Oct 19, 2015

Mental Health Monday - Counseling and Mental Health Stigma

I finally went to see a counselor!  And I loved it.

Some backstory: I don't have a specific problem.  But I am into self improvement and general optimization.  I want to live the best life I can and improving myself and my mindset helps me to enjoy it as much as possible.  So if I enjoy self-help books so much, it seems logical to conclude that I could get a lot out of talking to a professional who can target my specific issues and goals.

I did a bit of research first.  I wasn't sure if a counselor would want to see someone just to talk, without a specific problem to address.  But once I finally got someone on the phone, she assured me that they'd be delighted to talk to me about whatever I wanted.  So I went!

My counselor was a very calm, soothing, spiritual lady, with colorful art and tapestries in her office, along with the cliche couch that I totally wasn't expecting!  I wasn't sure what to expect, but I ended up babbling for a solid hour about all the topics I wanted to cover.  She gave me a few insights, but it was more of a broad overview about me and where I am currently than going deeply into any issues.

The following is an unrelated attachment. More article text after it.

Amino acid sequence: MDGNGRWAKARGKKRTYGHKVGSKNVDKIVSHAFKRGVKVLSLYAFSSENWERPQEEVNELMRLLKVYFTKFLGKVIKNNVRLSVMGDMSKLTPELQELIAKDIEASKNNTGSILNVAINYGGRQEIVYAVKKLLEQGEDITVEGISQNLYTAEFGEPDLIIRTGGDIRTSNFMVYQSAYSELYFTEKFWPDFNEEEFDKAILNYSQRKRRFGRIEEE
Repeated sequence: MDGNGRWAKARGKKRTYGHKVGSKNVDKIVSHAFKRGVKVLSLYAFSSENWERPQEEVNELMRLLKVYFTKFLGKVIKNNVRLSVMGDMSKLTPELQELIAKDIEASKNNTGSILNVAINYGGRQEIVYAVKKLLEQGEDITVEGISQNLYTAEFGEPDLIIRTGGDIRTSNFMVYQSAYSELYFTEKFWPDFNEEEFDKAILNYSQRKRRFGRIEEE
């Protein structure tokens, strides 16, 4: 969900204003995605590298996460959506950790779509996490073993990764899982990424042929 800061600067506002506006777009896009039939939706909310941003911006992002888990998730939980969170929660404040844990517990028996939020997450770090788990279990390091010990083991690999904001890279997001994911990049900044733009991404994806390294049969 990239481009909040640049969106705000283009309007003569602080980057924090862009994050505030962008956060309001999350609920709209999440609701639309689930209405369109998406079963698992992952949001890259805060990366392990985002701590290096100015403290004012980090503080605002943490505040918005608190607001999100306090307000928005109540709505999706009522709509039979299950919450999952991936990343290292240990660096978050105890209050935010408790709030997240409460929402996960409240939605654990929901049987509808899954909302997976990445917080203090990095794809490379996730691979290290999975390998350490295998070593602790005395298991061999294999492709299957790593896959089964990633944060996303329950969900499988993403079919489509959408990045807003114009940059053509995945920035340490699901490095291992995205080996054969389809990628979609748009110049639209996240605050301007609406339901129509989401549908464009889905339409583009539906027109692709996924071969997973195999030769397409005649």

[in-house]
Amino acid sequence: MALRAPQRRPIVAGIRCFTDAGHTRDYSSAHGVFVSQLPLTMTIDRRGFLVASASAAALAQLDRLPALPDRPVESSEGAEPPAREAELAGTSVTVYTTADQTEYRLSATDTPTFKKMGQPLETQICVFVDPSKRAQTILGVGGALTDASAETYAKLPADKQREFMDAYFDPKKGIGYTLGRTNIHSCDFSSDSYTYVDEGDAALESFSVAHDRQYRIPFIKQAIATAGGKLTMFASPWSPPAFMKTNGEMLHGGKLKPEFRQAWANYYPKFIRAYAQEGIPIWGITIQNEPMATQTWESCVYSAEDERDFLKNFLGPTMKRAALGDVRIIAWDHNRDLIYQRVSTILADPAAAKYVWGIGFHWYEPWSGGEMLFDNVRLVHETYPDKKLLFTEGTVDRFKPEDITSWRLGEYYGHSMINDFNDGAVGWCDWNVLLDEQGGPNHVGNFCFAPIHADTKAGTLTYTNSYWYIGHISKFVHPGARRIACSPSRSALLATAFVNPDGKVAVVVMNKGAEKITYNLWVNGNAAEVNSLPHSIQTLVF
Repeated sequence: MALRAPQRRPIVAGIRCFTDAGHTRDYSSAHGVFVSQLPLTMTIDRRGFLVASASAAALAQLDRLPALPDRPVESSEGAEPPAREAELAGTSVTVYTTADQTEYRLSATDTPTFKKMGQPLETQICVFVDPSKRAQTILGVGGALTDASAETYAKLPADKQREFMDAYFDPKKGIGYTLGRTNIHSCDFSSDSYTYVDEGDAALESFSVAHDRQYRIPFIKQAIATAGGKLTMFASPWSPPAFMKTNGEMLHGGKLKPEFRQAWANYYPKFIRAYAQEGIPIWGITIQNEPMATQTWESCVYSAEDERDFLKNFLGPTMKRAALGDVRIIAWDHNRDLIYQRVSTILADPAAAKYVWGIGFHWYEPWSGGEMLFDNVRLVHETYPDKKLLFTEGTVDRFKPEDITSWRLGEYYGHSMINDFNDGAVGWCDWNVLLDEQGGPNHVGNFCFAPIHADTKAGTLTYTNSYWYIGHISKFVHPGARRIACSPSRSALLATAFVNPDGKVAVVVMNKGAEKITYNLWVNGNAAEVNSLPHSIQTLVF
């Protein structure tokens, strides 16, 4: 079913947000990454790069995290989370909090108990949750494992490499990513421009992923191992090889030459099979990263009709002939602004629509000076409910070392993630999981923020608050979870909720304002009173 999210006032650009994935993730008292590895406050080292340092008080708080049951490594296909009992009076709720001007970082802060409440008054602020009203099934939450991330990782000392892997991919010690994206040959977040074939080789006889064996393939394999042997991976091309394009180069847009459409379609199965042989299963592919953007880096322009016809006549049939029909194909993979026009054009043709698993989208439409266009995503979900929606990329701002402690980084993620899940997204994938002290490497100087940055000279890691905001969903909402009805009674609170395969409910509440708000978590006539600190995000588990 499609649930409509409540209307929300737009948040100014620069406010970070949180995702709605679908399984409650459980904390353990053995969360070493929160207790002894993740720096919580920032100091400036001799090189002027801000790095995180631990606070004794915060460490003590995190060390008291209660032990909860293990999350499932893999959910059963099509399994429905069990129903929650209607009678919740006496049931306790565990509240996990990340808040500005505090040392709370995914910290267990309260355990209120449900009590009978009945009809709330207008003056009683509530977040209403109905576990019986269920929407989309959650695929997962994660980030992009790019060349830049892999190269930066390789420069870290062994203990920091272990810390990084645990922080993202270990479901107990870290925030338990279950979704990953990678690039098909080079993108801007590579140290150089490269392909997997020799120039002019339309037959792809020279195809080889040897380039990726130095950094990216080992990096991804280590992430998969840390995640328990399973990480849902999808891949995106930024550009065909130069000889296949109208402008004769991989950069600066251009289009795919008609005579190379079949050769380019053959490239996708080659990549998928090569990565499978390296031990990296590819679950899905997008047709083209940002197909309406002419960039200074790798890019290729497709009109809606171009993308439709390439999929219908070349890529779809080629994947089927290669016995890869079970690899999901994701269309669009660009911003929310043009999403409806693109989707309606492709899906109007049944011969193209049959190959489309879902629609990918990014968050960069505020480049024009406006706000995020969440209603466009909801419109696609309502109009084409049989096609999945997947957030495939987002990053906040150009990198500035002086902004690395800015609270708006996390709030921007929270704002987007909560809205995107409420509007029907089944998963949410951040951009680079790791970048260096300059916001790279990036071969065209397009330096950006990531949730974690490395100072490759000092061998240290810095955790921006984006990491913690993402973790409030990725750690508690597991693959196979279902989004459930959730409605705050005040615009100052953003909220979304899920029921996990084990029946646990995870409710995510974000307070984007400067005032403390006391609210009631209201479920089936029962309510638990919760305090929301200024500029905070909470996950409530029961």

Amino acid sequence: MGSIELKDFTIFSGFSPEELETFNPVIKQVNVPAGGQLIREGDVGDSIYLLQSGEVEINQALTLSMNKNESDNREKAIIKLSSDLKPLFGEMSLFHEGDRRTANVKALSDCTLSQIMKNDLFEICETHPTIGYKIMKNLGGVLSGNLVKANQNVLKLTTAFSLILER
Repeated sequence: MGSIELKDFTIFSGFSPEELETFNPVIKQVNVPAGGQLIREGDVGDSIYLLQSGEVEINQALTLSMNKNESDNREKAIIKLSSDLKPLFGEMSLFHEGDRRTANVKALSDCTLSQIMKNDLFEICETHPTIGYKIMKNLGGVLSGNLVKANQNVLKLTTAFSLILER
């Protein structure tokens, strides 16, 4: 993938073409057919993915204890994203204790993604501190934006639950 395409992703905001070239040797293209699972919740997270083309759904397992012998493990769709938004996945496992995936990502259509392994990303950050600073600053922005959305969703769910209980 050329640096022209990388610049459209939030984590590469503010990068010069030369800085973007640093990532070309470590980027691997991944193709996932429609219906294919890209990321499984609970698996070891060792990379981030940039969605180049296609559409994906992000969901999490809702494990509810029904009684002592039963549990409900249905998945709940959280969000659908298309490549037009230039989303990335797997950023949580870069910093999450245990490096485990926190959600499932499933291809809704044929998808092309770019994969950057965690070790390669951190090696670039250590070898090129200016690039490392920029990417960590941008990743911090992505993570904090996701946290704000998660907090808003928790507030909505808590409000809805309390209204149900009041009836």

The results were surprising.  Like I said, I did get a few insights, and there were a few things I knew already, but she said a few times that I'm doing a good job already.  Unlike other doctors who seem apprehensive when you make suggestions or reference an outside resource ("Oh God, not one of these patients!"), she seemed delighted that I'd educated myself.  She didn't have specific suggestions for continued research, but she wholly approved of the books I'd picked out for myself and suggested a couple topics to go into.

At the end, I was expecting her to give me some kind of treatment or appointment plan, so I was blown away when she asked what I wanted to do.  It's been suggested by others that that's because I don't NEED to be there, but you know what?  I don't care.  Here's a doctor who's trying to help me to do what I WANT, not what she thinks I should do.  She cares about what I want to get out of it.

And I like that.  I liked everything about the experience.  Sure, I probably didn't NEED to go, and I don't NEED to go back.  But you know what?  For a society that is so damn regular with dental hygiene, vision, primary care checkups, gynecology, and cancer prevention, we completely ignore mental health.

It's a little ridiculous.  Everything else we want to catch BEFORE it's a problem.  But then you get to mental health and everyone's like, "You're going to see a mental health specialist?  What's wrong with you?"

I was excited when I made the appointment.  I'm still excited.  I've talked to a few people about it and the reactions have ranged from mildly supportive but confused ("That's great, but do you need to be there?") to completely awkward (swift change of topic).